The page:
Conjunctivitis, or “pink eye”, refers to inflammation of the conjunctiva, the translucent, outer most tissue on the front surface of the eye. Conjunctivitis is a non-specific term, as it can be caused by any inflammatory condition: allergy, virus, bacteria.
Conjunctivitis often causes ocular redness and a foreign-body sensation. There can be a clear, mucoid or purulent discharge from the eye and is often accompanied by intense itching. Bacterial conjunctivitis often involves only one eye, whereas viral conjunctivitis starts in one eye and spreads to the other, and allergic conjunctivitis affects both eyes from the onset.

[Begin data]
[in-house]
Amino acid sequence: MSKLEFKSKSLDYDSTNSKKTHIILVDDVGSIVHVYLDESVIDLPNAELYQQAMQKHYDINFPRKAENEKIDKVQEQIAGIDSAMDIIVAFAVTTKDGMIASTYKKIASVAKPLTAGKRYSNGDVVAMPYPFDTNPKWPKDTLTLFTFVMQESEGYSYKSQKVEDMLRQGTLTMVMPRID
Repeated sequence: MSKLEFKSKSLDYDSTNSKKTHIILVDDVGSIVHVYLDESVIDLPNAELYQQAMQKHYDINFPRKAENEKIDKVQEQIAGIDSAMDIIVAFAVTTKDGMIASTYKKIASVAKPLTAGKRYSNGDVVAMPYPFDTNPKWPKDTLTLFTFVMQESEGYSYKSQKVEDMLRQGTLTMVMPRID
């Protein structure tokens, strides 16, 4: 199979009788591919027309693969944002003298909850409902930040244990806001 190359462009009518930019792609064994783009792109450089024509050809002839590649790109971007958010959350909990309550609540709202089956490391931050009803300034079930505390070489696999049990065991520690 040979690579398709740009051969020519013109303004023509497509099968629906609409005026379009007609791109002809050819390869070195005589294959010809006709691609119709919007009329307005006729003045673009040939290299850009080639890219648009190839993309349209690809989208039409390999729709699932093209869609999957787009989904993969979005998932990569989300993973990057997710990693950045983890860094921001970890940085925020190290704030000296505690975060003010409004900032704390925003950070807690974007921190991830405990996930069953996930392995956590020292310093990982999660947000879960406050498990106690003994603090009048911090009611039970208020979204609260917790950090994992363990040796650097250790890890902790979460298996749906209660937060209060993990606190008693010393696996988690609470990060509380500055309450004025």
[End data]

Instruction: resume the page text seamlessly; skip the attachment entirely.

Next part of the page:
Treatment for conjunctivitis depends largely on the cause of the inflammation. If it is bacterial in origin, a broad-spectrum topical antibiotic is often prescribed. For viral infections (as is true with the common cold), antibiotic treatments are of little benefit. Cool compresses, artificial tears and hand hygiene are are recommended. Similar to the common cold, viral conjunctivitis is highly contagious and the8 patient should take great caution in avoiding the spread to others until the eye is no longer red and tearing. Allergic conjunctivitis is most readily treated with antihistamines (topical and/or systemic) and artificial tears.